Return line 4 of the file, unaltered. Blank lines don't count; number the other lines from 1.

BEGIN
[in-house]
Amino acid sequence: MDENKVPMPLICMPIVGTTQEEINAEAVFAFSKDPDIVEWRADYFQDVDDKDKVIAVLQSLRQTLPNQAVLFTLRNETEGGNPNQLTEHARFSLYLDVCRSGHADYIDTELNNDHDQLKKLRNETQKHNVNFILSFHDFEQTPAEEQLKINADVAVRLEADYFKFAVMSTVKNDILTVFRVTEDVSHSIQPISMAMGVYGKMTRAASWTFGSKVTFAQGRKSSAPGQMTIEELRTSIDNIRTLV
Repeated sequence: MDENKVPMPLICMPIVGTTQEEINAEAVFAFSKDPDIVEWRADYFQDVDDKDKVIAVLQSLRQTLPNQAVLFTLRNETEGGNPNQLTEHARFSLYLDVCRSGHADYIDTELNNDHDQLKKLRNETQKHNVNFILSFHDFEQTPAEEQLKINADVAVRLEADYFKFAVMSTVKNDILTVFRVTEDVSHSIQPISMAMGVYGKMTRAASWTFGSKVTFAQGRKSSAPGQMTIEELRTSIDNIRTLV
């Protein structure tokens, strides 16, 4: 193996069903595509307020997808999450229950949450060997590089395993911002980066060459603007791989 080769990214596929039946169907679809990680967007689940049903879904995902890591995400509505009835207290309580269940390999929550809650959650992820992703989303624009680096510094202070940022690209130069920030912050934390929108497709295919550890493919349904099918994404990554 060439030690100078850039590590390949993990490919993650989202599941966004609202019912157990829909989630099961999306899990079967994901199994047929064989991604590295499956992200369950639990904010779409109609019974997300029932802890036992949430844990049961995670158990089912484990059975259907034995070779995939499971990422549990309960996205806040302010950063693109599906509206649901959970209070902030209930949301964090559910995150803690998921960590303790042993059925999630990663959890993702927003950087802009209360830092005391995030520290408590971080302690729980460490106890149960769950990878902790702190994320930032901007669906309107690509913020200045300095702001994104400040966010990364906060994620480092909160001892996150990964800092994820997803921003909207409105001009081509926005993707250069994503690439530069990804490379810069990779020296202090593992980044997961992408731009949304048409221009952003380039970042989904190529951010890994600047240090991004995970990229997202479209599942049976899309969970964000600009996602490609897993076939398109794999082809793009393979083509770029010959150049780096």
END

């Protein structure tokens, strides 16, 4: 193996069903595509307020997808999450229950949450060997590089395993911002980066060459603007791989 080769990214596929039946169907679809990680967007689940049903879904995902890591995400509505009835207290309580269940390999929550809650959650992820992703989303624009680096510094202070940022690209130069920030912050934390929108497709295919550890493919349904099918994404990554 060439030690100078850039590590390949993990490919993650989202599941966004609202019912157990829909989630099961999306899990079967994901199994047929064989991604590295499956992200369950639990904010779409109609019974997300029932802890036992949430844990049961995670158990089912484990059975259907034995070779995939499971990422549990309960996205806040302010950063693109599906509206649901959970209070902030209930949301964090559910995150803690998921960590303790042993059925999630990663959890993702927003950087802009209360830092005391995030520290408590971080302690729980460490106890149960769950990878902790702190994320930032901007669906309107690509913020200045300095702001994104400040966010990364906060994620480092909160001892996150990964800092994820997803921003909207409105001009081509926005993707250069994503690439530069990804490379810069990779020296202090593992980044997961992408731009949304048409221009952003380039970042989904190529951010890994600047240090991004995970990229997202479209599942049976899309969970964000600009996602490609897993076939398109794999082809793009393979083509770029010959150049780096």